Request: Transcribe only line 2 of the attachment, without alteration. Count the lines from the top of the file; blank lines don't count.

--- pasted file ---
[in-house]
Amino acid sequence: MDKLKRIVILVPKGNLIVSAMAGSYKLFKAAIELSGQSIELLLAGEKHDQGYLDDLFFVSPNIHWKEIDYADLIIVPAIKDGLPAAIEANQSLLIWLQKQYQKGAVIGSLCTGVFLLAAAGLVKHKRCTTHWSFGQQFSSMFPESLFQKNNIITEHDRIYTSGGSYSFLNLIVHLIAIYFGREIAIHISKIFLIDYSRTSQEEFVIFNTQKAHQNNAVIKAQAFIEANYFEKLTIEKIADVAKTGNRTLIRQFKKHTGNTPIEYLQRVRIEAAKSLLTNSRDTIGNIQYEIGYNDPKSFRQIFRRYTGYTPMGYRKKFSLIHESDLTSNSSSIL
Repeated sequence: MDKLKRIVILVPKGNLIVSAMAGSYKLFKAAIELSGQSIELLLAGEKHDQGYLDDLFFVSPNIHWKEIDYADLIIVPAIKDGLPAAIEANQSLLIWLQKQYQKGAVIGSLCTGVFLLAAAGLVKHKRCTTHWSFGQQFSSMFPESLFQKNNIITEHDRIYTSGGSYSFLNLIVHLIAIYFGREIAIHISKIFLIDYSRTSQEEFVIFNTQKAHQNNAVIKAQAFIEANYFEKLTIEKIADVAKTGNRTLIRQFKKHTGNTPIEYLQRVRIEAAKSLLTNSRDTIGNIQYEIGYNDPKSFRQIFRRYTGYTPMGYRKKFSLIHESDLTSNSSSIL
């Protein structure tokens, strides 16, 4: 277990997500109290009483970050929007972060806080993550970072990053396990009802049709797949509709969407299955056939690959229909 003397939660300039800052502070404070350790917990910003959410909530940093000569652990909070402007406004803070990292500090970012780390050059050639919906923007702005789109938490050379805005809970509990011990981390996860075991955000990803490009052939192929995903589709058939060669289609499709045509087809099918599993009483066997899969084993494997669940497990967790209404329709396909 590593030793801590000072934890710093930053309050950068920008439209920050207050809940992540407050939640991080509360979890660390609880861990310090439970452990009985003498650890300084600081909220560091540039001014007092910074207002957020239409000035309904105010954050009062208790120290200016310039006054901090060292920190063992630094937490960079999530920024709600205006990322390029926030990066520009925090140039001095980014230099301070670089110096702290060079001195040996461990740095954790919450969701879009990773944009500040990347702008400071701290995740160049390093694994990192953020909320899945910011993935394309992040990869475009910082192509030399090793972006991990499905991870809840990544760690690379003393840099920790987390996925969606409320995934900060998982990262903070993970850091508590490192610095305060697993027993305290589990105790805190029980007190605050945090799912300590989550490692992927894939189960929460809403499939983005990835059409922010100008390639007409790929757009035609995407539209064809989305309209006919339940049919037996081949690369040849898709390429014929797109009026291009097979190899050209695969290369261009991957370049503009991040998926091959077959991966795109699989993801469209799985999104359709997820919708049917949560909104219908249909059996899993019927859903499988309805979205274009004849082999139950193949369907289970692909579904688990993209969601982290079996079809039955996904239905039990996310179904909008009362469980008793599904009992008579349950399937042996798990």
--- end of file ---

Amino acid sequence: MDKLKRIVILVPKGNLIVSAMAGSYKLFKAAIELSGQSIELLLAGEKHDQGYLDDLFFVSPNIHWKEIDYADLIIVPAIKDGLPAAIEANQSLLIWLQKQYQKGAVIGSLCTGVFLLAAAGLVKHKRCTTHWSFGQQFSSMFPESLFQKNNIITEHDRIYTSGGSYSFLNLIVHLIAIYFGREIAIHISKIFLIDYSRTSQEEFVIFNTQKAHQNNAVIKAQAFIEANYFEKLTIEKIADVAKTGNRTLIRQFKKHTGNTPIEYLQRVRIEAAKSLLTNSRDTIGNIQYEIGYNDPKSFRQIFRRYTGYTPMGYRKKFSLIHESDLTSNSSSIL